A man of action, Amani is a leader in the community and a natural at what some people spend years and thousands of dollars studying in graduate programs. Rather than implementing his own vision upon the community, he does his research among the people, talking to them, taking surveys, learning about what the majority want. Most recently, the answer was a market in Mumosho, a place to sell their wares and goods, dried fish, fruit, and vegetables, under a roof that would shade them from the sun and keep them dry during the long rainy season. Thus, with hard work, a gift of land from the local king, the support of Rotary clubs from the U.S. and Bukavu, and other international non-profits, the Peace Market was built. When the funds ran out before a latrine could be built, the Enough Project contacted one of its supporters, actress and activist Robin Wright. Mama Robin, as Amani affectionately calls Wright, had met Amani on her journey to Congo and generously donated the funds necessary for a new latrine to be built.
Amani took us to meet the goats at the husbandry project, which he hopes to expand to include cows, which will provide milk and much needed nutrition for the children. The animals will also produce manure to transform into bio-fuel for community cooking, as well as fertilize the shared farm where women of Mumosho harvest crops of eggplant, peppers, carrots, and more to sell at the market.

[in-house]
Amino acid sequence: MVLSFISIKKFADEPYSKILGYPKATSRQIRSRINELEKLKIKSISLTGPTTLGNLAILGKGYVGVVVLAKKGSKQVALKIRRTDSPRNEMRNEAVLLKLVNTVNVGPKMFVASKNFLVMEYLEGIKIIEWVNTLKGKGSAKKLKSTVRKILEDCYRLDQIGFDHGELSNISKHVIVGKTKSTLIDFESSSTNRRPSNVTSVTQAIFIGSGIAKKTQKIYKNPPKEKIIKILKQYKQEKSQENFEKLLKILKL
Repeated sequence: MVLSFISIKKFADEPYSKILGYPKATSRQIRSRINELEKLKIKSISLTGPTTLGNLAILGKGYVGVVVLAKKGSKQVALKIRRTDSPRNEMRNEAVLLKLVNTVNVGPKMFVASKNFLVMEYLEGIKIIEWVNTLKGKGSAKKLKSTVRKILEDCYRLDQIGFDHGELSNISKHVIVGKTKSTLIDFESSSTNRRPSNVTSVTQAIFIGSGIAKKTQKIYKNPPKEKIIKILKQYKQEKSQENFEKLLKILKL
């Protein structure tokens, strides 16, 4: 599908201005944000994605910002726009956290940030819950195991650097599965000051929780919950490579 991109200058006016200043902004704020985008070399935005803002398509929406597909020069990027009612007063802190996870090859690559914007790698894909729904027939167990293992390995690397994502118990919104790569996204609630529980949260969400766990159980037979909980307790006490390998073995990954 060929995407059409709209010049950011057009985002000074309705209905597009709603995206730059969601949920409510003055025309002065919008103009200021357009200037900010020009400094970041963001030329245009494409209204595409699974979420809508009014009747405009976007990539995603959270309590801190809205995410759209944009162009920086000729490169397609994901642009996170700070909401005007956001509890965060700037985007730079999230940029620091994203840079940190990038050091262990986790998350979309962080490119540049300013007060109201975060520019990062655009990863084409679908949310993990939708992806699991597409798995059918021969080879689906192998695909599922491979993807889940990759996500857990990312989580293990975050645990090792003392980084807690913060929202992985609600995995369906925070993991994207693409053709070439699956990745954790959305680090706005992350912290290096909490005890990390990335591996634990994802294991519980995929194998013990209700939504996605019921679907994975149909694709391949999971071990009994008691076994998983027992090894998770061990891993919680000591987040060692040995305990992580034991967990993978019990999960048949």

His dream for 2012 is to start construction on a Peace School, where the children he now sends to various mud-room schools that are poorly lit by a hole in the wall, will attend classes, receive health care, and study not only the Congolese curriculum, but also non-violent communication, human rights, and peace training. He longs for his kids—his six children and the 115 he sends to school who call him Papa Amani—to be the leaders of a peaceful Congo.
On our first visit to Mumosho, Cate, Amani, and I visit the mayor, who greeted us warmly, recording our visit with a ballpoint pen and careful cursive on a sheet of loose-leaf paper. He recounted all that Amani has done for Mumosho, how the people respect him and look to his leadership. “When I look at Amani,” he told us, “I see a mirror reflecting the future of Congo.”
Rebecca Snavely is a former Web producer and staff writer for the L.A. Times entertainment site. She volunteers her time as secretary and writer for Action Kivu. Currently living without a car in Los Angeles, the city that never walks, she writes about community, travel, and the colorful characters of L.A. on her blog The Butterfly Effect.
Amani Matabaro is the founder of Actions for the Welfare of Women and Children in Kivu and also works as a researcher for the Enough Project in Bukavu, South Kivu.
To partner with Amani and directly affect the lives of the women and children in eastern Congo, please visit Action Kivu. Staffed by volunteers, nearly 100 percent of donations go directly to Amani’s work (minus nominal banking fees).